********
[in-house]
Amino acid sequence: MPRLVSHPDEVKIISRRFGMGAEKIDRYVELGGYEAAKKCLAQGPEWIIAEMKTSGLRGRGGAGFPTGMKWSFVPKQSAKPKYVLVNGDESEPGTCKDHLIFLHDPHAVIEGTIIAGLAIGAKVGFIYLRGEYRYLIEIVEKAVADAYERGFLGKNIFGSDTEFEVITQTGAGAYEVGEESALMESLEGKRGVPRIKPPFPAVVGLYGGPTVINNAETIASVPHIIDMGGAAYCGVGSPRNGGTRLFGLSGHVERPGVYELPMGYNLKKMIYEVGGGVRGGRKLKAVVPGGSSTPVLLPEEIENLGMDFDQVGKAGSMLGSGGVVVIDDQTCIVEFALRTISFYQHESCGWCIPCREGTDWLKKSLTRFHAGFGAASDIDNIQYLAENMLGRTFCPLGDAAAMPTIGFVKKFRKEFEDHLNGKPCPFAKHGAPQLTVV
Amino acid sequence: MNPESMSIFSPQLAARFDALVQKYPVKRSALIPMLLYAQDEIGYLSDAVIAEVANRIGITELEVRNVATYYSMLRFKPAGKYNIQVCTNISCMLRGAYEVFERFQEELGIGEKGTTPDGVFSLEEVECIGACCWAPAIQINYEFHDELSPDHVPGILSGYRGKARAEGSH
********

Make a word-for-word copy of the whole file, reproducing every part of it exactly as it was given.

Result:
[in-house]
Amino acid sequence: MPRLVSHPDEVKIISRRFGMGAEKIDRYVELGGYEAAKKCLAQGPEWIIAEMKTSGLRGRGGAGFPTGMKWSFVPKQSAKPKYVLVNGDESEPGTCKDHLIFLHDPHAVIEGTIIAGLAIGAKVGFIYLRGEYRYLIEIVEKAVADAYERGFLGKNIFGSDTEFEVITQTGAGAYEVGEESALMESLEGKRGVPRIKPPFPAVVGLYGGPTVINNAETIASVPHIIDMGGAAYCGVGSPRNGGTRLFGLSGHVERPGVYELPMGYNLKKMIYEVGGGVRGGRKLKAVVPGGSSTPVLLPEEIENLGMDFDQVGKAGSMLGSGGVVVIDDQTCIVEFALRTISFYQHESCGWCIPCREGTDWLKKSLTRFHAGFGAASDIDNIQYLAENMLGRTFCPLGDAAAMPTIGFVKKFRKEFEDHLNGKPCPFAKHGAPQLTVV
Amino acid sequence: MNPESMSIFSPQLAARFDALVQKYPVKRSALIPMLLYAQDEIGYLSDAVIAEVANRIGITELEVRNVATYYSMLRFKPAGKYNIQVCTNISCMLRGAYEVFERFQEELGIGEKGTTPDGVFSLEEVECIGACCWAPAIQINYEFHDELSPDHVPGILSGYRGKARAEGSH